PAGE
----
And it feels good.  Global companies bring compelling shows to schools and localities.  Part of the pitch is to welcome educators as partners in making students ready for work.  It positions education as an arm of economy.  And it's plausible enough for careers-work leaders to believe they can have both the status and influence.  But the reality is that careers work lacks the leverage to demonstrate measurable economic effects.  And, in any event, any neo-liberal government invitation would go to private-sector career coaching.  So public-sector careers work is looking at a comfortable myth not a political reality   And careers work is left needing a road that by-passes the ambush and re-captures the partnership-reforming space.  There is such a road.


There's plenty of room for doubt concerning business-world claims for commerce and students need educators and employers to face them.  There are controls that can deceive, but no control deceives everybody - and certainly not all of the time.  So alert educators are among those who notice that commercial claims overlook the damage that labour markets can do.  Much of that damage is done by employers who, in the name of austerity, decline adequately to train and equip employees.  It means that workers are underemployed, are in no position to be productive and therefore have seriously weakened claims on decent wages.  It's ruthless exploitation relying on the support of discredited economics.   Credible sources show how debt-funded investment strengthens an economy.  But business 'externalises' those costs by off-loading risk onto suppliers.  And that level of thinking sees educators as suppliers of work-life recruits. 

This is business manoeuvring for advantage.  It is what its managers think they are there to do.  But it damages education, penalises students, exploits workers, endangers suppliers and undermines productivity.  For an educator to buy in would be a case of compensating commerce for its failures.  It's certainly not such a feel-good story for commerce.  But none of it must be allowed to rule out possibilities for education-employer partnerships.  Indeed it raises labour-market issues that students, educators and employers need to work on together.  And there needs to be room for all three voices to have their say...  

why do the less well-off do less well in the labour market? 

and women? 

and black?

why are the wage-differences between workers and bosses so extreme?


what organisations can be held responsible for global air pollution? 

how is commerce dealing with climate change? 

what about the extinction of species? 

and global poverty and disease


who should be doing what about ruthless competition? 

about exploiting the vulnerable? 

is misleading customers and defrauding each other getting less frequent?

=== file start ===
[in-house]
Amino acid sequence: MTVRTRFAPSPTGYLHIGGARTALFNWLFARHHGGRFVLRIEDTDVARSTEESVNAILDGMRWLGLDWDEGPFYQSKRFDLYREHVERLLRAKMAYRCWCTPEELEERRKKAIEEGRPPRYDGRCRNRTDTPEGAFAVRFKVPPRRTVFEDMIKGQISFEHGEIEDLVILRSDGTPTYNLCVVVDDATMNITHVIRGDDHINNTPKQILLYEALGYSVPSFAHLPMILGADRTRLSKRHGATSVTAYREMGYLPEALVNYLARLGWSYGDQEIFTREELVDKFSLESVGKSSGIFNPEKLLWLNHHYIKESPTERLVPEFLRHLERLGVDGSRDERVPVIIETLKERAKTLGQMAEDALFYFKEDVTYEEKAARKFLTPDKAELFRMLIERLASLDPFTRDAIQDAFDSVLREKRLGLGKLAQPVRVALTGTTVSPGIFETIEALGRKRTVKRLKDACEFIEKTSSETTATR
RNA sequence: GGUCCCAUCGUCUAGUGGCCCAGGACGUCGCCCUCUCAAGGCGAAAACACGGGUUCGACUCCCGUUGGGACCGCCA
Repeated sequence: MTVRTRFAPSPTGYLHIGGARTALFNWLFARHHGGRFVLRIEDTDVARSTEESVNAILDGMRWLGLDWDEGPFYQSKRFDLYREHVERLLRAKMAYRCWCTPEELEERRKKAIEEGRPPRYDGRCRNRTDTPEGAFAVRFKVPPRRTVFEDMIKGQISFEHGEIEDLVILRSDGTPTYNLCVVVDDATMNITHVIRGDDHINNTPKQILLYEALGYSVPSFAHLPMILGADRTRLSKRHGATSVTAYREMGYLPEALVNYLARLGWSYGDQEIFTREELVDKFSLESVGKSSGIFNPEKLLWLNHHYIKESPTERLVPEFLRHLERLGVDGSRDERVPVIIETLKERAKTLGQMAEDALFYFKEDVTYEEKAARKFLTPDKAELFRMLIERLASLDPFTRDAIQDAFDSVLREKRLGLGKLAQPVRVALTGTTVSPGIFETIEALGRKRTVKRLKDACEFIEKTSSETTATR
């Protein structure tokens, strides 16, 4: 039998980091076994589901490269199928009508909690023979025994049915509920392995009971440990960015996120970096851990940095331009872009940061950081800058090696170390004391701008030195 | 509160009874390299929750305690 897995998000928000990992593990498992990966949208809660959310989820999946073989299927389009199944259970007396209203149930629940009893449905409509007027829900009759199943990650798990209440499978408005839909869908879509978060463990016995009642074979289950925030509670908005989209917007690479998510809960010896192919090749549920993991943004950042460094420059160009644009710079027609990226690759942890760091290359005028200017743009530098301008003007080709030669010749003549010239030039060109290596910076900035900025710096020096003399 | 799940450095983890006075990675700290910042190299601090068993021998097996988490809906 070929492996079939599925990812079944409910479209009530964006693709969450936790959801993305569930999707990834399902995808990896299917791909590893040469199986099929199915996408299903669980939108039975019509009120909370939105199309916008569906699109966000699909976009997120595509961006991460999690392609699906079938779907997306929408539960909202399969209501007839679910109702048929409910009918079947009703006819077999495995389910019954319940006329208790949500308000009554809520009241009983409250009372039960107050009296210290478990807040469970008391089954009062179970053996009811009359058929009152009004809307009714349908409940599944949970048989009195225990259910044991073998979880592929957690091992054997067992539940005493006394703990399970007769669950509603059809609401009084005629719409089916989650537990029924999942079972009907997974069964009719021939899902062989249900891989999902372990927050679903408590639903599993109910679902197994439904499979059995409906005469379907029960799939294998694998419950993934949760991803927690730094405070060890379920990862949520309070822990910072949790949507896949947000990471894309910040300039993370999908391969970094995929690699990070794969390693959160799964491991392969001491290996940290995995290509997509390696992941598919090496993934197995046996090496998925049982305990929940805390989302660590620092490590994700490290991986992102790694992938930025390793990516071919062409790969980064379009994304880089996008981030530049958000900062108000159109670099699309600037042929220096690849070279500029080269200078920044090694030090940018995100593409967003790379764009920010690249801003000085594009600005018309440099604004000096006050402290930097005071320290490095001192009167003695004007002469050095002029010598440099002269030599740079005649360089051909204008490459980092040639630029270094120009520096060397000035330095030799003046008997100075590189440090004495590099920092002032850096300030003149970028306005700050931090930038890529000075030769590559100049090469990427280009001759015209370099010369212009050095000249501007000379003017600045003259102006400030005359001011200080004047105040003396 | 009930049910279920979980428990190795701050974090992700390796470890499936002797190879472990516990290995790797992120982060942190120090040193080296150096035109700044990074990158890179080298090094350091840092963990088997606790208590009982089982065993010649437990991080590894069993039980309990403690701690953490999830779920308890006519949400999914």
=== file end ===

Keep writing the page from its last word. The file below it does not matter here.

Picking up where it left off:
if governments rescue banks why not another industry? 

must we just accept that shutdowns put thousands out of work?


should students get into political websites like Cegnet and Local-Schools-Network? 

what about work-critical lines taken in The Guardian, Telegraph and Huffington Post? 

what ideas do you have for improving careers-work websites? 

what do you think about losing facilities like libraries and sports? 

what role are there for local voluntary and social enterprises? 

must we now rely on commerce where we used to rely on government?


how much of your business will be robotised in the foreseeable future? 

why do so many locally valued small businesses get shut down?


isn't commercial canvassing and sponsoring of government anti-democratic? 

do firms most value workers who fit-in or workers who check-out? 

which of these issues do you think is most pressing? 

should your firm now be changing anything it does? 

does the pressure on young people at school need to be so intense? 

should educators be supporting students in probing the business world? 

what do you most look forward telling your grand-children about your work? 

what are the most important questions that you should be asking us?


Different programmes working in different localities will come up with different issues.  This list does no more than illustrate possibilities.  However that may be, the possibilities need to expand the conversation between students, educators and employers.


Where career-related thought-and-feeling is expanding guidance and curriculum need rebalancing.  Advice in small-group and individual face-to-face work is different from group-learning exchanges in curriculum.  It would be unreasonable to expect careers workers to take on a full-scale partnership-learning programmes.  They are trained, experienced and located for a special ways of working.  But reform needs the interactions that mainstream curriculum, at its best, accommodates.  That curriculum depends on the research and development of its own specialists.  These are the historians, geographers, mathematicians, sociologists, psychologists, dramatists and economists that students work with on a daily basis.